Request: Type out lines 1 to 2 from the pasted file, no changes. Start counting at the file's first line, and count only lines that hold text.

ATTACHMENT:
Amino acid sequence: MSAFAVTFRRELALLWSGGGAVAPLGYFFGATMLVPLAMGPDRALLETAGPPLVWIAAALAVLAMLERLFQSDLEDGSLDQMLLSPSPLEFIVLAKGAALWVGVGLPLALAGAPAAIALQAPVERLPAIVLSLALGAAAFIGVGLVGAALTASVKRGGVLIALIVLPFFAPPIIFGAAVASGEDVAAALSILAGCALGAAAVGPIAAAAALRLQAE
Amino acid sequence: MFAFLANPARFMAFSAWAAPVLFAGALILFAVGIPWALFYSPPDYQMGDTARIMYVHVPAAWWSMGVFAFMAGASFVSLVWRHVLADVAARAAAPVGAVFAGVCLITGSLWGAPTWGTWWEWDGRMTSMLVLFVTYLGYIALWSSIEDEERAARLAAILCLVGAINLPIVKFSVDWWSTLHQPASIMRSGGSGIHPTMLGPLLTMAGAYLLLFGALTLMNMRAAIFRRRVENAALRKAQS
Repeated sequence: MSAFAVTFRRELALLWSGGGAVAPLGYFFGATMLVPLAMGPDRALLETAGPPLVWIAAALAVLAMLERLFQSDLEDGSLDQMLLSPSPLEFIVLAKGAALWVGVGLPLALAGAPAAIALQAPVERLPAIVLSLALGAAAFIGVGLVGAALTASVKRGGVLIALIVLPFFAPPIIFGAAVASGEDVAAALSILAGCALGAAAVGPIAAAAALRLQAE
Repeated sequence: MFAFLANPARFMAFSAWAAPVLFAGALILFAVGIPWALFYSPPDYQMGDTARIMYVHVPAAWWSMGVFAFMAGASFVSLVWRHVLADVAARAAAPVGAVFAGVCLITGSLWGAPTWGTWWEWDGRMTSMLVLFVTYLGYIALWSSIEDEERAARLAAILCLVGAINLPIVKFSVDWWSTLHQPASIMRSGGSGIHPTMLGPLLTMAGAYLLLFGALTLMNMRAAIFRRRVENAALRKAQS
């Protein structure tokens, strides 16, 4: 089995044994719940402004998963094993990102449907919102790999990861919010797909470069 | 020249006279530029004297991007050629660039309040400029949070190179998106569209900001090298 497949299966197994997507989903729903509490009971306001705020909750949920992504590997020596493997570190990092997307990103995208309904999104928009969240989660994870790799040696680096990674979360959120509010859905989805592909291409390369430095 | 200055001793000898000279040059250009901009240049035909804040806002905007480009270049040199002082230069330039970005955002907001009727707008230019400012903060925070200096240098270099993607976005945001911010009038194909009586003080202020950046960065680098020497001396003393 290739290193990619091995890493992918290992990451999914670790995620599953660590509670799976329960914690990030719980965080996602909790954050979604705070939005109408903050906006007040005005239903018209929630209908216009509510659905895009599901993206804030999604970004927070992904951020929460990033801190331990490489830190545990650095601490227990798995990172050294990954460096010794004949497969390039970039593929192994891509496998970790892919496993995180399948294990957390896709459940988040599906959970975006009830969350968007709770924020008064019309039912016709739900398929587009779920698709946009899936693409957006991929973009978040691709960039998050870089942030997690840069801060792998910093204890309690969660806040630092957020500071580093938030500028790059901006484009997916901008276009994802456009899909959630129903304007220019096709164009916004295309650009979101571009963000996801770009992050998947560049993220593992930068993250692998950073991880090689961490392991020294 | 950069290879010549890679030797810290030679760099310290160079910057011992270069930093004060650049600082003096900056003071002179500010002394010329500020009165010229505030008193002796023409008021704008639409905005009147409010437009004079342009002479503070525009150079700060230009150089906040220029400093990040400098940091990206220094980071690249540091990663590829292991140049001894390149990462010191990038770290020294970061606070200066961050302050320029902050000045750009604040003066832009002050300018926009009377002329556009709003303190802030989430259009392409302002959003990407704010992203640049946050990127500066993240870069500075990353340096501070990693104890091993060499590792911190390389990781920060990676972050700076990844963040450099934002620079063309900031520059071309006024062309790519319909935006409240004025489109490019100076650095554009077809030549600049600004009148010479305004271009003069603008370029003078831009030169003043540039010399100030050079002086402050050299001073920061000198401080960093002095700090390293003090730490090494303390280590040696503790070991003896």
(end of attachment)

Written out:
Amino acid sequence: MSAFAVTFRRELALLWSGGGAVAPLGYFFGATMLVPLAMGPDRALLETAGPPLVWIAAALAVLAMLERLFQSDLEDGSLDQMLLSPSPLEFIVLAKGAALWVGVGLPLALAGAPAAIALQAPVERLPAIVLSLALGAAAFIGVGLVGAALTASVKRGGVLIALIVLPFFAPPIIFGAAVASGEDVAAALSILAGCALGAAAVGPIAAAAALRLQAE
Amino acid sequence: MFAFLANPARFMAFSAWAAPVLFAGALILFAVGIPWALFYSPPDYQMGDTARIMYVHVPAAWWSMGVFAFMAGASFVSLVWRHVLADVAARAAAPVGAVFAGVCLITGSLWGAPTWGTWWEWDGRMTSMLVLFVTYLGYIALWSSIEDEERAARLAAILCLVGAINLPIVKFSVDWWSTLHQPASIMRSGGSGIHPTMLGPLLTMAGAYLLLFGALTLMNMRAAIFRRRVENAALRKAQS